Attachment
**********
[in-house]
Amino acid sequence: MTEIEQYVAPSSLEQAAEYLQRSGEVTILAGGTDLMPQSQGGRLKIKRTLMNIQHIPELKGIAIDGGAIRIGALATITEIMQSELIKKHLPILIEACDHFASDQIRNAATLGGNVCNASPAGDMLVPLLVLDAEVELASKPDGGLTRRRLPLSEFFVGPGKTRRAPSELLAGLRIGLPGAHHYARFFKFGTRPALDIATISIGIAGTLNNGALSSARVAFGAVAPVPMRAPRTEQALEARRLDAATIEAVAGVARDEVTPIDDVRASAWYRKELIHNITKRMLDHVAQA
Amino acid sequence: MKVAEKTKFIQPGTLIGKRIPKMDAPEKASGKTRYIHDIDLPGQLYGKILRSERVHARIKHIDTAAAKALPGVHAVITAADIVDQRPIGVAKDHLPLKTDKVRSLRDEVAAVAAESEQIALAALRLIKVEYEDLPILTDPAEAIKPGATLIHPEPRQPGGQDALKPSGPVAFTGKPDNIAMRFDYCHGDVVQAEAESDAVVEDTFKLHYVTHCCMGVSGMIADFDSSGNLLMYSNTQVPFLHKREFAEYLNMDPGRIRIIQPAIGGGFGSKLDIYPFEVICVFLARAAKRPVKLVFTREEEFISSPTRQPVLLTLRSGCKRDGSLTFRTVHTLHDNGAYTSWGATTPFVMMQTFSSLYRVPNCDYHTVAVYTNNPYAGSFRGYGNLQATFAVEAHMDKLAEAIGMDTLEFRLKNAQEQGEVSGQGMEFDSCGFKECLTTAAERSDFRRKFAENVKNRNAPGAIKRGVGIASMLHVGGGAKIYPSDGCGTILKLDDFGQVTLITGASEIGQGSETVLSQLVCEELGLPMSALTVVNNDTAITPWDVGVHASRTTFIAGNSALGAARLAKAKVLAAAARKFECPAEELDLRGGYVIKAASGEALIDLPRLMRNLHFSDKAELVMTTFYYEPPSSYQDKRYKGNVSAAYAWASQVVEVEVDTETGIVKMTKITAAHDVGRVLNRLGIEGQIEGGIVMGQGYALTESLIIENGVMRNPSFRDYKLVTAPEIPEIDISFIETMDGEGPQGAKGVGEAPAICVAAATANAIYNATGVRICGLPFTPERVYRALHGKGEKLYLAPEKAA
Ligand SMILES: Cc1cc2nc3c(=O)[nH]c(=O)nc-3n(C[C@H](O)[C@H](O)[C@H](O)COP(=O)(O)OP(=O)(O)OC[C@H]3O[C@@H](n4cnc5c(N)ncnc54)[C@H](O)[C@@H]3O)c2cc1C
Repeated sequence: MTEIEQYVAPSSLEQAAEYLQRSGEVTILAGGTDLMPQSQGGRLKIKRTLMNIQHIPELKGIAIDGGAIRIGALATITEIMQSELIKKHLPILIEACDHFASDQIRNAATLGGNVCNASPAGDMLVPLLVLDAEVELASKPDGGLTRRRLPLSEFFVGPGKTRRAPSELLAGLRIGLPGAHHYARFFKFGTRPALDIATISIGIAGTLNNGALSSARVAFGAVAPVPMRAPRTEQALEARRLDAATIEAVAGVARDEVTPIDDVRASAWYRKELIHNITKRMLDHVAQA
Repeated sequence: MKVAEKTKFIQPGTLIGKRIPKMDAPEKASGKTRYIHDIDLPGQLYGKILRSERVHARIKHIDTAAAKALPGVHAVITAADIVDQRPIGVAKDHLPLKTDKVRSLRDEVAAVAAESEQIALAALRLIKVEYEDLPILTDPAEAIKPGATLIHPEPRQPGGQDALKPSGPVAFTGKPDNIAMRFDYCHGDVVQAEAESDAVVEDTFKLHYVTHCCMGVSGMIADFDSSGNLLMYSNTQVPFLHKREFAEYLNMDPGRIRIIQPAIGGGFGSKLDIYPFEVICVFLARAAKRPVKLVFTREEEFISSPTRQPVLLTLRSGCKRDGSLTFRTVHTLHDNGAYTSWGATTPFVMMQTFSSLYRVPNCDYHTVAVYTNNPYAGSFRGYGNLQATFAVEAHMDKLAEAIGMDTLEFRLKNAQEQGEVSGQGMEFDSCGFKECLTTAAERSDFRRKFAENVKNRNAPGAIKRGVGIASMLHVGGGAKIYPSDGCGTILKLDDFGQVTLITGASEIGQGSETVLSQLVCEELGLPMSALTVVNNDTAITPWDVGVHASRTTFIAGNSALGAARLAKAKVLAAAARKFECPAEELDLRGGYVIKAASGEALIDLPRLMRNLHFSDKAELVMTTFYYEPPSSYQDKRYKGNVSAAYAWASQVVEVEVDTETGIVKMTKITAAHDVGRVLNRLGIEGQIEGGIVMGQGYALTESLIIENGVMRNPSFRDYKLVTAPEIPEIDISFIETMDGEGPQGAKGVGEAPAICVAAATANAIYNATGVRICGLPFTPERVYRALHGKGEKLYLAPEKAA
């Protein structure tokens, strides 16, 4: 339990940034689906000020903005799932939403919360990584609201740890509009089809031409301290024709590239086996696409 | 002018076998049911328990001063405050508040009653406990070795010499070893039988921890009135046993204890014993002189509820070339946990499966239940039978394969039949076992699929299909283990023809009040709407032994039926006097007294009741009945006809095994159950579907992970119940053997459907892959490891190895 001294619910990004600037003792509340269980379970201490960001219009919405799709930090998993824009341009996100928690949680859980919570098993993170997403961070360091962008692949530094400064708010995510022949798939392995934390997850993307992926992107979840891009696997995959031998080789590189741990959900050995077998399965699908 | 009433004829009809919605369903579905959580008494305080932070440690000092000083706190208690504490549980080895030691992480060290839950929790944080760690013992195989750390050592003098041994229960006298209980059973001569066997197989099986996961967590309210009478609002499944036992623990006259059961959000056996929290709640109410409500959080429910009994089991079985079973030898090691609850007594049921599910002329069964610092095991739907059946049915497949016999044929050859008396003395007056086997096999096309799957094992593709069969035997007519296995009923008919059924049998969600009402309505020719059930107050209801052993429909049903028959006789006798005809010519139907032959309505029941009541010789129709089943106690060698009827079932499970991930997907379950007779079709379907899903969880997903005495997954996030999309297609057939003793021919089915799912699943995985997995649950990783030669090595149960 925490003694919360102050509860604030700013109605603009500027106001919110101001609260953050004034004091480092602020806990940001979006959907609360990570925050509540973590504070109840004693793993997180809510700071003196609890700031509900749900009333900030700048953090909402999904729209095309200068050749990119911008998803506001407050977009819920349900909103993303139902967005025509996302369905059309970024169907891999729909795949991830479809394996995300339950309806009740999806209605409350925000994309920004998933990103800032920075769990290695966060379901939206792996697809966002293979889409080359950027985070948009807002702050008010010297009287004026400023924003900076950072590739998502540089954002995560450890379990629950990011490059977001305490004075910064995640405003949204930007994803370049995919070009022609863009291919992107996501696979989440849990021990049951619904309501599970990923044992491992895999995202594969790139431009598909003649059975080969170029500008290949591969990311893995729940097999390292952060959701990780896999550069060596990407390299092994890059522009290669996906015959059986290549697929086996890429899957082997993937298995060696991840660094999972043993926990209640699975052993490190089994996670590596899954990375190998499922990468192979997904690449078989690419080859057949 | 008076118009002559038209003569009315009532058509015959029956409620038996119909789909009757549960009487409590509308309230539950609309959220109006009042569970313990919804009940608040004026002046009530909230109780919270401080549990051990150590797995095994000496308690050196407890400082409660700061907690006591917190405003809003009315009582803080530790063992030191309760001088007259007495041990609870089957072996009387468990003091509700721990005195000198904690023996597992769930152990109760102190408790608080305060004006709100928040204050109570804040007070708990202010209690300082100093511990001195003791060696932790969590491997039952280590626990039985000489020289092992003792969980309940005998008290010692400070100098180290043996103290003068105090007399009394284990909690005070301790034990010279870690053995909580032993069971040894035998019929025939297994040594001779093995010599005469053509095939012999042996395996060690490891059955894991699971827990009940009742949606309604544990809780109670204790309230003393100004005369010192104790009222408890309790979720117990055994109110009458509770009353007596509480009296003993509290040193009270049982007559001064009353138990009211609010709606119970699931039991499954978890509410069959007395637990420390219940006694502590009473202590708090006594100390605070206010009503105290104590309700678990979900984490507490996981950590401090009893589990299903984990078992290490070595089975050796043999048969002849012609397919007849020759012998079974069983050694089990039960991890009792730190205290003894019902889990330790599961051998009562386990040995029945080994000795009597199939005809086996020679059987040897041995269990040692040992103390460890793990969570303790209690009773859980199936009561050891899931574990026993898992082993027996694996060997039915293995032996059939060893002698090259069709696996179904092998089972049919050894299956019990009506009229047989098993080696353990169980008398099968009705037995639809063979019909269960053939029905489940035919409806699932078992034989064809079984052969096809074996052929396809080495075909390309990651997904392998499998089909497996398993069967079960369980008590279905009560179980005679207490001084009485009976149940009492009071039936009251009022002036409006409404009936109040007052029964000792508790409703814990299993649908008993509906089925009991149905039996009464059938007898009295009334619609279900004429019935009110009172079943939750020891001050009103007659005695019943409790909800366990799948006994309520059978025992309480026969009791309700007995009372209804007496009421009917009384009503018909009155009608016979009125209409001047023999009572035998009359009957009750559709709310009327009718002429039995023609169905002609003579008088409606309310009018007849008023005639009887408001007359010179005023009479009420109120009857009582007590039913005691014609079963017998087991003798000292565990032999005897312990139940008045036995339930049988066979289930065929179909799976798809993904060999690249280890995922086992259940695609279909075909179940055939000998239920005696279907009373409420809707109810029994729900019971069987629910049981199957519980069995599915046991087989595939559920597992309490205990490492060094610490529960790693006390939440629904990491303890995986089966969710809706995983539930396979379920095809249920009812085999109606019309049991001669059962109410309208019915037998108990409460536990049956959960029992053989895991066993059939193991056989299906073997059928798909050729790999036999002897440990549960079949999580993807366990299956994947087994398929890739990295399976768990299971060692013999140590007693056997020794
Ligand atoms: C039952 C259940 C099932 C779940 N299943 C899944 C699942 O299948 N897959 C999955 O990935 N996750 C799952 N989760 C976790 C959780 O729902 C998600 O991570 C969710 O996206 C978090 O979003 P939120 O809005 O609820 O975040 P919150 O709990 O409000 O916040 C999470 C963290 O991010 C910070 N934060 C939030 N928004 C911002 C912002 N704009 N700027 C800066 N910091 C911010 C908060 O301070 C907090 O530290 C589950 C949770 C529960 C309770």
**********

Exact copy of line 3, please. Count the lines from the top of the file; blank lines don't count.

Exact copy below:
Amino acid sequence: MKVAEKTKFIQPGTLIGKRIPKMDAPEKASGKTRYIHDIDLPGQLYGKILRSERVHARIKHIDTAAAKALPGVHAVITAADIVDQRPIGVAKDHLPLKTDKVRSLRDEVAAVAAESEQIALAALRLIKVEYEDLPILTDPAEAIKPGATLIHPEPRQPGGQDALKPSGPVAFTGKPDNIAMRFDYCHGDVVQAEAESDAVVEDTFKLHYVTHCCMGVSGMIADFDSSGNLLMYSNTQVPFLHKREFAEYLNMDPGRIRIIQPAIGGGFGSKLDIYPFEVICVFLARAAKRPVKLVFTREEEFISSPTRQPVLLTLRSGCKRDGSLTFRTVHTLHDNGAYTSWGATTPFVMMQTFSSLYRVPNCDYHTVAVYTNNPYAGSFRGYGNLQATFAVEAHMDKLAEAIGMDTLEFRLKNAQEQGEVSGQGMEFDSCGFKECLTTAAERSDFRRKFAENVKNRNAPGAIKRGVGIASMLHVGGGAKIYPSDGCGTILKLDDFGQVTLITGASEIGQGSETVLSQLVCEELGLPMSALTVVNNDTAITPWDVGVHASRTTFIAGNSALGAARLAKAKVLAAAARKFECPAEELDLRGGYVIKAASGEALIDLPRLMRNLHFSDKAELVMTTFYYEPPSSYQDKRYKGNVSAAYAWASQVVEVEVDTETGIVKMTKITAAHDVGRVLNRLGIEGQIEGGIVMGQGYALTESLIIENGVMRNPSFRDYKLVTAPEIPEIDISFIETMDGEGPQGAKGVGEAPAICVAAATANAIYNATGVRICGLPFTPERVYRALHGKGEKLYLAPEKAA